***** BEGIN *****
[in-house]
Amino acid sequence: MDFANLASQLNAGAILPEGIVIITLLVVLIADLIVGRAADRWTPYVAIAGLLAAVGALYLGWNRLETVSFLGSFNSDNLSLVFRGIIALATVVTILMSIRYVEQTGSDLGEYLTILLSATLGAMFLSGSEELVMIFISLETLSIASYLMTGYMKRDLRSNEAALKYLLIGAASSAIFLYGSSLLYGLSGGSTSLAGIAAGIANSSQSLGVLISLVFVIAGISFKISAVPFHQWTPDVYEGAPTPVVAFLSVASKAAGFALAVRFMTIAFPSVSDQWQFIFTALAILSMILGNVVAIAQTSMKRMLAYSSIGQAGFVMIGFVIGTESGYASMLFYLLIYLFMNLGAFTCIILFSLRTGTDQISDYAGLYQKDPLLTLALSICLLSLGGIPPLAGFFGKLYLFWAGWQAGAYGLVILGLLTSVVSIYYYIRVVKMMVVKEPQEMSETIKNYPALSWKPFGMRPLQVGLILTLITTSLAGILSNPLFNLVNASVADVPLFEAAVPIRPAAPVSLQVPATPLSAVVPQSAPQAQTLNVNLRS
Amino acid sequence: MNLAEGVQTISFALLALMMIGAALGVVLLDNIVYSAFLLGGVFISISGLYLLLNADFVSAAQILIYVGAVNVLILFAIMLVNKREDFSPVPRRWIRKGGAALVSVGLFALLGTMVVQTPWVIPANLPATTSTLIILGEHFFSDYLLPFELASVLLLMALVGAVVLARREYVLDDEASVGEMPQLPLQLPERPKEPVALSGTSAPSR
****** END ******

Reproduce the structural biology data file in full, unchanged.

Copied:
[in-house]
Amino acid sequence: MDFANLASQLNAGAILPEGIVIITLLVVLIADLIVGRAADRWTPYVAIAGLLAAVGALYLGWNRLETVSFLGSFNSDNLSLVFRGIIALATVVTILMSIRYVEQTGSDLGEYLTILLSATLGAMFLSGSEELVMIFISLETLSIASYLMTGYMKRDLRSNEAALKYLLIGAASSAIFLYGSSLLYGLSGGSTSLAGIAAGIANSSQSLGVLISLVFVIAGISFKISAVPFHQWTPDVYEGAPTPVVAFLSVASKAAGFALAVRFMTIAFPSVSDQWQFIFTALAILSMILGNVVAIAQTSMKRMLAYSSIGQAGFVMIGFVIGTESGYASMLFYLLIYLFMNLGAFTCIILFSLRTGTDQISDYAGLYQKDPLLTLALSICLLSLGGIPPLAGFFGKLYLFWAGWQAGAYGLVILGLLTSVVSIYYYIRVVKMMVVKEPQEMSETIKNYPALSWKPFGMRPLQVGLILTLITTSLAGILSNPLFNLVNASVADVPLFEAAVPIRPAAPVSLQVPATPLSAVVPQSAPQAQTLNVNLRS
Amino acid sequence: MNLAEGVQTISFALLALMMIGAALGVVLLDNIVYSAFLLGGVFISISGLYLLLNADFVSAAQILIYVGAVNVLILFAIMLVNKREDFSPVPRRWIRKGGAALVSVGLFALLGTMVVQTPWVIPANLPATTSTLIILGEHFFSDYLLPFELASVLLLMALVGAVVLARREYVLDDEASVGEMPQLPLQLPERPKEPVALSGTSAPSR